Malasada from Tex drive inn

Get to know the local food in Hawaii

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The Big Island is a haven of cultural and ethnic diversity. The many immigrants that once made the move to Hawaii each contributed something to the local cuisine. This means that the Big Island has a very interesting and unique food scene! If you are (even slightly) adventurous when it comes to food, you are bound to have a good time sampling all the local specialties of Hawaii.

With “local food” we mean both locally grown and/or produced foods that are also well known outside of the Hawaiian islands, such as coffee, chocolate, and beer, as well as the “truly” local food whose recipes are unique to Hawai’i.

You might think that pineapples are the token Hawaiian fruit, but they actually originate from Brazil! Locals consider them an export product rather than part of their culture (read more pineapple facts here).

You can of course also sample all the locally grown food in the farmers markets on the Big Island.

Coffee, Chocolate, Beer and Macadamia nuts

Hawaii’s tropical climate allows for the production of many exotic crops that you cannot find anywhere else in the Unites States. Hawaii is the only state where coffee is commercially produced, which has led to the world famous Kona coffee and the just as tasty but less well-known coffees from the Ka’u, Puna and Hamakua districts.

Chocolate is another of the exotic crops that is grown on the Big Island. The cacao is farmed organically on the rich volcanic soil, and afterward locally processed and sold on Hawaii. Hawaiian macadamia nuts are the healthier local product. These nuts are among the most healthy of the world and are connected to e.g. lower cholesterol levels.

After indulging in these treasures, you can finish your day with a local beer. There are (micro)breweries in Waimea (the Big Island Brewhaus), Kona (the Kona Brewing Company) and Hilo (the Mehana Brewing Company).  Their beers are sold in bars and supermarkets all over the Big Island.

The “real” local food in Hawaii

There are many snacks that are typically Hawaiian other than the “Big 4” listed above. Some of these snacks were already consumed by the traditional Hawaiian population. Others are the result of the unique ethnic melting pot that has become current-day Hawai’i.

If you happen to see any of these snacks during your vacation on the Big Island, we heartily recommend having a bite!

  • Poke is raw fish marinated typically with soy sauce, onions and lemon (but many other marinades also exist). It is very typical to Hawaii and comes in an array of styles. Available in most restaurants, but also in the supermarkets. The local KTA supermarket, for example, is a good place to pick up some poke.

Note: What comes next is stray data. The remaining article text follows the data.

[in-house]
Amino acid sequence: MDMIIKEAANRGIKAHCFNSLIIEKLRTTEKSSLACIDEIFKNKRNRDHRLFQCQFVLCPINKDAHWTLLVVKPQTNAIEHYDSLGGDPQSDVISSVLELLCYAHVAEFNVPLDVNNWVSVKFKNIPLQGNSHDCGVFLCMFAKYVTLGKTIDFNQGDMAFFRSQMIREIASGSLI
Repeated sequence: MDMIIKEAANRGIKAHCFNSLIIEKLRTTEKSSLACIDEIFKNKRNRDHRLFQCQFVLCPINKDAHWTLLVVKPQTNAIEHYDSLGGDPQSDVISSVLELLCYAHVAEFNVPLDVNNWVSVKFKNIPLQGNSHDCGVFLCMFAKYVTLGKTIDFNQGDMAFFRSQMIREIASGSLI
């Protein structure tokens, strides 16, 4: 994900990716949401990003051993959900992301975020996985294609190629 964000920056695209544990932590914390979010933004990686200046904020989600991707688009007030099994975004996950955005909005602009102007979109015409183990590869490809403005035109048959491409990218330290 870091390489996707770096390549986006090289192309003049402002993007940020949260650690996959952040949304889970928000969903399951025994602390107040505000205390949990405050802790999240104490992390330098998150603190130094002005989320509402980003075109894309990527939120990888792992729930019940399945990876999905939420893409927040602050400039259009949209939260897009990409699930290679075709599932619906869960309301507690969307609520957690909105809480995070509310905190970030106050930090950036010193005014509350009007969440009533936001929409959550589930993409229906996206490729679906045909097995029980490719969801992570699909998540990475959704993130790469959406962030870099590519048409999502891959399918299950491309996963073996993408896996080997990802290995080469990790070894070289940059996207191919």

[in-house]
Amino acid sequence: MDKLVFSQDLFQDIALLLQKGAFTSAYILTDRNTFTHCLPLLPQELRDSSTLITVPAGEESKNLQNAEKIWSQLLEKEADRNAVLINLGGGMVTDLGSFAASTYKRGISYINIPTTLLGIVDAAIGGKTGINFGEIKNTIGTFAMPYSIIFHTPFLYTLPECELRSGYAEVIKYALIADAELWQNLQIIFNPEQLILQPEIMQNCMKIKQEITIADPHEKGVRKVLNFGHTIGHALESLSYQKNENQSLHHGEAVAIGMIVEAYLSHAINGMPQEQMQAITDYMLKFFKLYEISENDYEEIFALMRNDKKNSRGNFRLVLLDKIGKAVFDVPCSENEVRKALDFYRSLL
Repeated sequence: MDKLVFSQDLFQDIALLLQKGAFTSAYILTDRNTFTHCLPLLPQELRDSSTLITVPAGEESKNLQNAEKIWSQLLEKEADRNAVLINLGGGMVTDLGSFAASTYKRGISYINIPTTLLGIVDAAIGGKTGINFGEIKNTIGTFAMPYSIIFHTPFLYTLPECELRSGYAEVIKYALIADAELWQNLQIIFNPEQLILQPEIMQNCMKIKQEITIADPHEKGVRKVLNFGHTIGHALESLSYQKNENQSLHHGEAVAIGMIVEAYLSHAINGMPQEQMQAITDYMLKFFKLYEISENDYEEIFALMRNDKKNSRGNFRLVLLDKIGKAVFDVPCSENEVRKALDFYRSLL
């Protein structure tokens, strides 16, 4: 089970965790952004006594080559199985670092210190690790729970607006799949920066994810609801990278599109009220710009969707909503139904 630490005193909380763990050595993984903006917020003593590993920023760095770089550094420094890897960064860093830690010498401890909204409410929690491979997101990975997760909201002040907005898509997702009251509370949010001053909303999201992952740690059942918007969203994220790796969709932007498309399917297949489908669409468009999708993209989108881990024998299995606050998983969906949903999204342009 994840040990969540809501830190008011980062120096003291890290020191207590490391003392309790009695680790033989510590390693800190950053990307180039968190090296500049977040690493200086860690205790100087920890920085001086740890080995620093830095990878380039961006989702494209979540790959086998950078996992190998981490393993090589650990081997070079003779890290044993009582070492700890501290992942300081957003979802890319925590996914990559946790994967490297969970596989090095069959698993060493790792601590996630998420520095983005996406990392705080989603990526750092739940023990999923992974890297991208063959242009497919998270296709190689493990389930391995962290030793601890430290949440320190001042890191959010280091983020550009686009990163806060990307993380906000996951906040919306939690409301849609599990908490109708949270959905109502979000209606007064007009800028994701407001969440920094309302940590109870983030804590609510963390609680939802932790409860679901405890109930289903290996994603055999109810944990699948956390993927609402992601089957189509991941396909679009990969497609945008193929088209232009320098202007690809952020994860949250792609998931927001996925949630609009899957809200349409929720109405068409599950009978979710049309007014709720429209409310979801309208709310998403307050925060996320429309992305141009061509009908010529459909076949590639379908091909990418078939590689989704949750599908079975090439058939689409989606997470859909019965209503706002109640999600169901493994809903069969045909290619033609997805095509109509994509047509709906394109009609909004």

• Spam Musubi is the local adaptation to the traditional “sushi” hybrid –  made with SPAM. Hawai’i is the biggest consumer of SPAM of the country and perhaps even of the world. People in Hawai’i love the stuff! Give the SPAM version a chance, it is really tasty (even though it doesn’t sound like it.)
  • Po’i is a traditional Hawaiian “pudding” made from the taro root. It was a main source of carbohydrate for the native Hawaiians.
  • Lomi Lomi Salmon is a fresh tomato and salmon salad. It is a traditional side dish served at Hawaiian Luaus.
  • Laulau consists of fish and pork wrapped in taro and ti leaves and smoked in an underground emu oven.
  • Kālua Pig. Kālua is a traditional Hawaiian cooking method that utilizes an emu, or underground oven. The word kālua literally means “to cook in an underground oven” and also describes the flavor of food cooked in this manner. Kalua pig is traditionally served at Hawaiian Luaus.
  • Haupia is a traditional Hawaiian dessert made from coconut milk and cornstarch.
  • Loco Moco is a favorite local style dish with steamed rice, a hamburger patty, fried egg and brown gravy. Guaranteed to get you through the day!
  • Mochi (small Japanese rice cakes) are now a very popular snack in Hawaii. For one of the best tastes of the Island, go to Two Ladies Kitchen in Hilo and ask for the Strawberry Mochi!
  • Huli Huli ChickenHuli means ‘to turn’ in the Hawaiian language, and it is a great description of these chickens. They are roasted golden brown over a grill while they are continuously turned.
  • Malassadas are Portuguese sugared and fried balls of fluffy yeast dough. Tex Drive Inn in Hanoka’a serves (according to us) the best malassadas on the Big Island.
Malasada from Tex drive inn
Malasadas (or malassadas) are Portuguese sugared and fried balls of fluffy yeast dough. They are bad for you but SO tasty!